In a recent interview, director Sam Mendes said Christopher Nolan's "'The Dark Knight' gave me the confidence to take 'Skyfall' in directions that might not have been possible before it had been released."
Reading between the lines, you can tell that the second Batman movie was a wake-up call for the filmmaker and producers Barbara Broccoli and Michael G. Wilson as far as the stature of the James Bond character is concerned.
Having successfully recast the role with Daniel Craig in "Casino Royale" but stumbling badly with the misguided "Quantum of Solace" as well as wrestling with the notion that they had been left in the dust by films like Nolan's and others, there's no doubt that those charged with making Bond relevant knew they had their work cut out for them.
With the release of "Skyfall," the 23rd Bond feature, it's obvious that Mendes and company have risen to the challenge in a major way. The best film in the series in the last 20 years and one of the top five since its inception 50 years ago, this movie is a turning point for the franchise as it dares to reimagine many of its key elements, setting the character and series on a firm path for the future, yet taking the time to tip its hat to its storied past. While the film sticks to the basic template that every feature in the series has adhered to since 1962's "Dr. No," screenwriters John Logan, Neal Purvis and Robert Wade make sure to include no shortage of innovations where character development and shaking up the 007 universe is concerned. This time out, Bond is charged with retrieving a stolen hard drive that contains the names of every British agent who has become embedded in numerous international terrorist organizations. It becomes obvious early on that the man with the plan to create all sorts of havoc for MI-6 is Silva (Javier Bardem), a charming maniac who has the intention of shaking the agency to its very core. That he has a past with M (Judi Dench), the head of this espionage agency, only adds to the intrigue.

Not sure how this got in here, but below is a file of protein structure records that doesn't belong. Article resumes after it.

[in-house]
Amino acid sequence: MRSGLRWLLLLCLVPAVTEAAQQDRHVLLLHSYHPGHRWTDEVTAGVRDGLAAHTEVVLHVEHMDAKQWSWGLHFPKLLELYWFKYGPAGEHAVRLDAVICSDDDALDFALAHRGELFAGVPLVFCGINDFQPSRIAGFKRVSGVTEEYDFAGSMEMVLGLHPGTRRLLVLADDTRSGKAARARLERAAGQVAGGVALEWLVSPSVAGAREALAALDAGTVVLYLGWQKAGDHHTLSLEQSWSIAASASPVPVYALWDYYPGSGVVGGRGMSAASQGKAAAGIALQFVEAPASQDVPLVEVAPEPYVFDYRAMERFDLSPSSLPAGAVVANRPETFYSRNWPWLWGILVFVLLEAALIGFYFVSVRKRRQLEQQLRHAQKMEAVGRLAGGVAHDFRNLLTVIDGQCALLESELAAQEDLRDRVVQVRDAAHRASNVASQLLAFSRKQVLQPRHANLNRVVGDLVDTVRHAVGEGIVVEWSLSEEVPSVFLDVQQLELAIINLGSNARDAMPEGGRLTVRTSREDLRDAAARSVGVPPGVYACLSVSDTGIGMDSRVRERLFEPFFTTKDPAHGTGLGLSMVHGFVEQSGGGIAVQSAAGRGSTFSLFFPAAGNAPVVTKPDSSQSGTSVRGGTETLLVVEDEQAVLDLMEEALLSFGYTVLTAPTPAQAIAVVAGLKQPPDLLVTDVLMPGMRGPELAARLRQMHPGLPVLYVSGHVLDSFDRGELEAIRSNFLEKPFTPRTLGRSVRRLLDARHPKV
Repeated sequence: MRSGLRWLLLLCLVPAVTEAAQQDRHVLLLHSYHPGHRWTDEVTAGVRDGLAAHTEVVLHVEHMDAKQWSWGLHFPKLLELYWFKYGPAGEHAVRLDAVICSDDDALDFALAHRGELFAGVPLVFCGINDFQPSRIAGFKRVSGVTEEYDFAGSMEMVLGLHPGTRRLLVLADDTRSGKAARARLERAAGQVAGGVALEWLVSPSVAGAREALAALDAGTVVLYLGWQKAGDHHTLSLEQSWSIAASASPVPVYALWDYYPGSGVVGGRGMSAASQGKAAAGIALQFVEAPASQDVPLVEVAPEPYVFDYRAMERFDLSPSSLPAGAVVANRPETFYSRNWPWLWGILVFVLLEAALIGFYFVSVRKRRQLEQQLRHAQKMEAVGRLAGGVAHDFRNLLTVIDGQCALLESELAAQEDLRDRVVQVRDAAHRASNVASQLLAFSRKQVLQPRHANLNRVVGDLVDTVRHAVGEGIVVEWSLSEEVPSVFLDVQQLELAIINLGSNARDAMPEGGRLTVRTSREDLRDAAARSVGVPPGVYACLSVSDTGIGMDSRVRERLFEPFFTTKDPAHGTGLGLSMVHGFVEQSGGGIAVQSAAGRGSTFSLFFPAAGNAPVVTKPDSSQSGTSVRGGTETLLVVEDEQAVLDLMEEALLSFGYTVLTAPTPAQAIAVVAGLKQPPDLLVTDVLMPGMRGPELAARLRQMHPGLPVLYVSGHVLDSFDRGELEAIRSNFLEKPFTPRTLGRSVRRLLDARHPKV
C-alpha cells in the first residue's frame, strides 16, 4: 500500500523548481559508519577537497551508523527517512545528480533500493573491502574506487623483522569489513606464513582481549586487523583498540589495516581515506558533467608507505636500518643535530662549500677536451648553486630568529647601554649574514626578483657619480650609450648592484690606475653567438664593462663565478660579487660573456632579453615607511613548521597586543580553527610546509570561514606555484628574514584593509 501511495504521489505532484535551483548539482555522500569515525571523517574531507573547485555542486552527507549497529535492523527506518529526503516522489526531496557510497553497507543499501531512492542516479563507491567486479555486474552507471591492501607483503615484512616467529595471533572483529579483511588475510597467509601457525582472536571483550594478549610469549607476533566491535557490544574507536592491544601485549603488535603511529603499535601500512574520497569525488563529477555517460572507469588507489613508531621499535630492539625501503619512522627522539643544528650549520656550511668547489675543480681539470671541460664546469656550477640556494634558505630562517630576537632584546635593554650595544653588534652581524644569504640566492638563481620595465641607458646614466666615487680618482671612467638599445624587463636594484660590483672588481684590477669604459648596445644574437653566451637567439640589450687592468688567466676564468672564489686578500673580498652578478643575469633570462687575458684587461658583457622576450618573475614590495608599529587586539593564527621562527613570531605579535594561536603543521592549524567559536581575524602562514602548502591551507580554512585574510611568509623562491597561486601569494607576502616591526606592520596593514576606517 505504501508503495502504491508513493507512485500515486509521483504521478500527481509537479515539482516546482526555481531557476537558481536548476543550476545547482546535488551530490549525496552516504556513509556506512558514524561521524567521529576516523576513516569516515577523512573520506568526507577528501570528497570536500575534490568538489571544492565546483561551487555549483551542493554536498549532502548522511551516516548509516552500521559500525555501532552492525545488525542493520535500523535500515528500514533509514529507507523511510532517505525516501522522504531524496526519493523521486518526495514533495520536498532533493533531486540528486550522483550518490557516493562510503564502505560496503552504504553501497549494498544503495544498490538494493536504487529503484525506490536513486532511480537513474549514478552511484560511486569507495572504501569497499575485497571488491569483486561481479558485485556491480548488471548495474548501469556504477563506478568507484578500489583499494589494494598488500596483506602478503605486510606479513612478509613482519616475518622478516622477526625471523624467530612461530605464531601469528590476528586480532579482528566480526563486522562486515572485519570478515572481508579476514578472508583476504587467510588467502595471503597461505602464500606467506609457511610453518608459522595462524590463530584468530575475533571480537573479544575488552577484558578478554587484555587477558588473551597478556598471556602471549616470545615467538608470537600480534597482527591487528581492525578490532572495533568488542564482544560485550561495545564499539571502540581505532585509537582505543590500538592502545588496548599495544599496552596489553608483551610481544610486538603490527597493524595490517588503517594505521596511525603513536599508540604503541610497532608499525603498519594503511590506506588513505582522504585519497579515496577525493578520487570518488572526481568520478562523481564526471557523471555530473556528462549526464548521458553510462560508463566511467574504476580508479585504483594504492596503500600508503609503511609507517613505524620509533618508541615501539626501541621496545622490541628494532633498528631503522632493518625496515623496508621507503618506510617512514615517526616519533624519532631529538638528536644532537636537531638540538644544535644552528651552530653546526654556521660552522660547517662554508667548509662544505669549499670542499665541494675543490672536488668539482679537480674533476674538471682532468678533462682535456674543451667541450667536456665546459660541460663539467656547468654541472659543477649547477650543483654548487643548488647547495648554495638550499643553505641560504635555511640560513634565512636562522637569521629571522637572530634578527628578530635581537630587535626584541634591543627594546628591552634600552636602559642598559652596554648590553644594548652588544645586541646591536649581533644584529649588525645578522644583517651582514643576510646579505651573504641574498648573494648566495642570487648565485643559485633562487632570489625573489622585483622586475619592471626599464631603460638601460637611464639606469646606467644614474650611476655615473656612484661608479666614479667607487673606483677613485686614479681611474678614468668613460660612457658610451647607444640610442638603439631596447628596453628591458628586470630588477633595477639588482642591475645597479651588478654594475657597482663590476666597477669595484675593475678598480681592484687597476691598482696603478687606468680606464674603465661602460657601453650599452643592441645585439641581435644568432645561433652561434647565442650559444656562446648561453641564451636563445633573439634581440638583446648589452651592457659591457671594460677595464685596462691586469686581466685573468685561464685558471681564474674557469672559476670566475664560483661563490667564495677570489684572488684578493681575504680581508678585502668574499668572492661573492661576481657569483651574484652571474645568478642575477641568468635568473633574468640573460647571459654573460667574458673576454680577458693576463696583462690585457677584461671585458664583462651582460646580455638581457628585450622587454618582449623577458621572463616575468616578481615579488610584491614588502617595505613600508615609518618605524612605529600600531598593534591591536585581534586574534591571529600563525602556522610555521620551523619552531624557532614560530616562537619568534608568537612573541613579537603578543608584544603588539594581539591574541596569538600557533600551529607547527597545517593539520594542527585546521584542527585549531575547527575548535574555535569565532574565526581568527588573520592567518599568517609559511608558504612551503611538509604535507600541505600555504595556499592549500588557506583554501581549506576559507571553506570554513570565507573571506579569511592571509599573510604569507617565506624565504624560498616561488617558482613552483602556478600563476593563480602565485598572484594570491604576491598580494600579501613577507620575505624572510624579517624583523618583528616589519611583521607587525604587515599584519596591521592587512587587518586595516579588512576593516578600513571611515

In watching the film unfold, you get the sense that everyone involved in its making was intent on improving the series in every conceivable way and that a great deal of thought and imagination was put into each plot point and action sequence. From the pre-credit sequence that finds Bond destroying a Turkish bazaar as well as a train in pursuit of a ruthless assassin to an astonishing hand-to-hand combat sequence done completely in silhouette, each moment is set to impress, and they all succeed.
Equally impressive is the way in which the film delves into Bond's past. Though not a full-fledged origin story, we find out a bit of where he comes from during the film's third act, which takes place in the Scottish Highlands in a location that's haunted by a past better left forgotten. Time and history are two of the film's major themes as Bond is referred to as a "dinosaur" throughout, what with his pre-21st-century methods, and the fact that his skills have diminished after an unexpected hiatus while his unflinching loyalty to MI-6 and M remain. Giving the character feet of clay adds a dimension of peril and realism to the film as Bond now rarely walks away unscathed from the various precarious situations he finds himself in, and we know that the physical and psychological wounds he suffers will have a permanent effect that will carry over to other adventures.
Silva ends up being one of the agent's more intriguing enemies, as he's everything Bond is not. Primarily using cyber-terrorism in order to wound MI-6, in his mind he has been wronged by M and is intent on making Bond see the error in being loyal to her. Bardem is having great fun here, yet though it's an outsized role, he doesn't overplay things too much, though he does have his moments, especially during an interrogation scene with 007 in which he questions his sexuality.